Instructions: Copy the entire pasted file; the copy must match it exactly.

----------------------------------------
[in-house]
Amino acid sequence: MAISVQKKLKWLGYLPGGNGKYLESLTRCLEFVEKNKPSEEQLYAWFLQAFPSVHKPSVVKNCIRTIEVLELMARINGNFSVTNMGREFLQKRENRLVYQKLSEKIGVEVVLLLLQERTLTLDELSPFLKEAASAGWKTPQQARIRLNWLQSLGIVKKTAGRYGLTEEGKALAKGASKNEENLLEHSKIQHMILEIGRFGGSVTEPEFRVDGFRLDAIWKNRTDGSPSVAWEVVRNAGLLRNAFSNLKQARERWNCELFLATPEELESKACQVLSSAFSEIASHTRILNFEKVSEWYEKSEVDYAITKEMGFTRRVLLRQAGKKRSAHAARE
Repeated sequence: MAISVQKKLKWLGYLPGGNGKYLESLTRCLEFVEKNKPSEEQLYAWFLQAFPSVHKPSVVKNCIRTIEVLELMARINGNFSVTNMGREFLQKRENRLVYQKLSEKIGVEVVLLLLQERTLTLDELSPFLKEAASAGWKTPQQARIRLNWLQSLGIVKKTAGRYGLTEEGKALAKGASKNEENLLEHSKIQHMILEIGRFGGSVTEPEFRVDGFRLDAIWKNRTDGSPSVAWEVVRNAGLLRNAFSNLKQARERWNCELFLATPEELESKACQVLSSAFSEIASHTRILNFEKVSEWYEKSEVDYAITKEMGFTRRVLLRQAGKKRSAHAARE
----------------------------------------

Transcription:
[in-house]
Amino acid sequence: MAISVQKKLKWLGYLPGGNGKYLESLTRCLEFVEKNKPSEEQLYAWFLQAFPSVHKPSVVKNCIRTIEVLELMARINGNFSVTNMGREFLQKRENRLVYQKLSEKIGVEVVLLLLQERTLTLDELSPFLKEAASAGWKTPQQARIRLNWLQSLGIVKKTAGRYGLTEEGKALAKGASKNEENLLEHSKIQHMILEIGRFGGSVTEPEFRVDGFRLDAIWKNRTDGSPSVAWEVVRNAGLLRNAFSNLKQARERWNCELFLATPEELESKACQVLSSAFSEIASHTRILNFEKVSEWYEKSEVDYAITKEMGFTRRVLLRQAGKKRSAHAARE
Repeated sequence: MAISVQKKLKWLGYLPGGNGKYLESLTRCLEFVEKNKPSEEQLYAWFLQAFPSVHKPSVVKNCIRTIEVLELMARINGNFSVTNMGREFLQKRENRLVYQKLSEKIGVEVVLLLLQERTLTLDELSPFLKEAASAGWKTPQQARIRLNWLQSLGIVKKTAGRYGLTEEGKALAKGASKNEENLLEHSKIQHMILEIGRFGGSVTEPEFRVDGFRLDAIWKNRTDGSPSVAWEVVRNAGLLRNAFSNLKQARERWNCELFLATPEELESKACQVLSSAFSEIASHTRILNFEKVSEWYEKSEVDYAITKEMGFTRRVLLRQAGKKRSAHAARE